Warner Home Video has Denzel Washington and the Hughes Brothers’ “The Book of Eli” scheduled to bust up the joint later this month. Washington stars in the post-apocalyptic actioner as Eli, a sword-slinging road warrior who crosses path with Gary Oldman’s evil warlord, with Jennifer Beals and Mila Kunis providing the eye candy on the road to salvation. “The Book of Eli” is available on Blu-ray Combo Pack, DVD, On Demand and for download on 6/15 from Warner Home Video.
Eli walks alone in post-apocalyptic America. He heads west along the Highway of Death on a mission he doesn’t fully understand but knows he must complete. In his backpack is the last copy of a book that could become the wellspring of a revived society. Or in the wrong hands, the hammer of a despot. Denzel Washington is Eli, who keeps his blade sharp and his survival instincts sharper as his quest thrusts him into a savage wasteland…and into explosive conflict with a resourceful warlord (Gary Oldman) set on possessing the book. “We walk by faith, not by sight,” quotes Eli. Under the taut direction of the Hughes Brothers (Menace II Society), those words hit home with unexpected meaning and power.
The trailers would have you believe this is a pretty straight-up action movie. It’s that, but it also gets a lot more serious in the Third Act. Directing brothers Allen and Albert Hughes, from a script by Gary Whitta, throw in some surprising depth to the film, especially in regards to the true nature of his “book”. The big reveal at the end makes sense, though still leaves a lot of room for inconsistencies. That is, unless you just want to swallow the whole thing under “faith”.
As the bad guy, Gary Oldman kills as the resourceful warlord Carnegie, though the ladies, Beals and Kunis, don’t come across as well. Beals makes do with her bit part, but Kunis is wholly miscast as a survivor of the apocalypse. For one, she’s way too spotless. What, they couldn’t at least dirty her up a bit?
Action-wise, “Book of Eli” is excellent in the early goings. Once Carnegie pursues Eli into the desert, though, things get a bit clunky. Leading man Denzel Washington is in full command as the deadly Eli, and the film is worth watching just for the two or three times that his character delivers death to the bad guys. This is one seriously “Don’t Fuck with Him” type.
The crisp Blu-ray look adds to the film’s suffocating atmosphere. Nothing to complain about here in terms of visuals. The film is appropriately gloomy and dirty and decaying (well, except for Mila Kunis), and Blu-ray captures it all in vibrant detail.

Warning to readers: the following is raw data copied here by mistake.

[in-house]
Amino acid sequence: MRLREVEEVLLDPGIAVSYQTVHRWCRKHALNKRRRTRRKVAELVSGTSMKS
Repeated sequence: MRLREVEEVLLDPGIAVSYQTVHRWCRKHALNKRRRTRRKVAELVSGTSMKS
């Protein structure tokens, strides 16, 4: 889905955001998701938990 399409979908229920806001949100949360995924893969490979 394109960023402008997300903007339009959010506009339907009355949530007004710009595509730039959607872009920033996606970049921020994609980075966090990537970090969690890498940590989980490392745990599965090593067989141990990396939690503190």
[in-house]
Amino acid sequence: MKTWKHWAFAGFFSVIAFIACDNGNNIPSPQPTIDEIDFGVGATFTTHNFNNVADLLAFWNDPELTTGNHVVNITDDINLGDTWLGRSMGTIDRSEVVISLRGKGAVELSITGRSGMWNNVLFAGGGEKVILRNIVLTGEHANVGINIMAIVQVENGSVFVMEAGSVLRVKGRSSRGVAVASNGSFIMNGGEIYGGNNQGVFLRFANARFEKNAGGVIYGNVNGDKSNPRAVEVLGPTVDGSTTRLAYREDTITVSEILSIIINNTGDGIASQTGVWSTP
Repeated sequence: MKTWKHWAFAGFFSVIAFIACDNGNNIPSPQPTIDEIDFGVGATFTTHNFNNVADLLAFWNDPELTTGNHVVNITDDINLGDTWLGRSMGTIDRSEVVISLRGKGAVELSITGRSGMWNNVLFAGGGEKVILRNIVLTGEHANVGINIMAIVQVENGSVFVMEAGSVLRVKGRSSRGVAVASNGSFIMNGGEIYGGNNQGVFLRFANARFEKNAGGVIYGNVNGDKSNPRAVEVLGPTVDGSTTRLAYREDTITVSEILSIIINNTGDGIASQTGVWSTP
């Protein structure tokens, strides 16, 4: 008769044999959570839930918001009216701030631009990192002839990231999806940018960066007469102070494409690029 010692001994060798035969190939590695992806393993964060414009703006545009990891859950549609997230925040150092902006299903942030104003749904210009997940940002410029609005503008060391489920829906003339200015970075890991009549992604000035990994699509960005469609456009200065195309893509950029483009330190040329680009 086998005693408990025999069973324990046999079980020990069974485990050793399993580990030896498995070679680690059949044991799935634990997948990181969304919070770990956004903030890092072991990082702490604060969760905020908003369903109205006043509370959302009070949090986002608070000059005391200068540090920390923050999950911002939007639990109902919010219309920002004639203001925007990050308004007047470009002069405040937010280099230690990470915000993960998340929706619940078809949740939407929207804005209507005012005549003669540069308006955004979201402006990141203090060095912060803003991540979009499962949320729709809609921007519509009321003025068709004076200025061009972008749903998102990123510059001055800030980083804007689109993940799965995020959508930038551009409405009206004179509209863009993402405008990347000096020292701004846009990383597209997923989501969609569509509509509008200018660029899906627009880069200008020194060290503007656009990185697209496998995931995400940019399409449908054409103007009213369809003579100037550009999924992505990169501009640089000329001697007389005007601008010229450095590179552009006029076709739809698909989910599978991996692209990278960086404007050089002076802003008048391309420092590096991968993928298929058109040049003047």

Those interested can read my full review of “The Book of Eli” here.
Maximum Movie Mode: The major feature. It gives you a total of 40 minutes or so worth of picture-in-picture commentary on a particular scene or sequence. Unfortunately some of the 40 minutes are rehashed from other features on the disk, so you’re not exactly getting 40 minutes of additional features, just to be clear. I wouldn’t recommend activating this feature unless you’ve already seen the film through at least once, since PIP boxes that take up 25% of the screen popping up sporadically throughout the movie with talking heads in them can be a little distracting.
A Lost Tale: Billy. One of those moving comic books that gives us a glimpse into Carnegie’s childhood. I’m not entirely sure what it’s supposed to reveal, and I was never really a big fan of moving comic books. It’s very short, but probably not worth the time.
Starting Over: 13 Minutes. The cast and crew of the movie, along with expert types, discuss what a real post-apocalyptic world would look/be like. Definitely interesting if you’re like me and love watching all those “What if” shows on the History Channel.
Soundtrack: Co-director Allen Hughes and composer Atticus Ross on the movie’s soundtrack. If you’re into that sort of thing.
Eli’s Journey: 18 Minutes. Behind-the-scenes making of the film. Great look at the graphic artists working in the background. I could do without the long, drawn-out “Denzel is really great” middle section, though. I’m just saying.
Deleted Scenes/Alternate Takes: 4 scenes for a total of just under 2 Minutes. 1) A great tracking shot of Eli walking through a ghost town. 2) Ray Stevenson’s Redridge burning some books. 3) Another look at Eli taking on the thugs in the bar using a single “circling” camera shot. 4) Jennifer Beals’s Claudia “reading” Eli’s book as Carnegie lays dying next to her.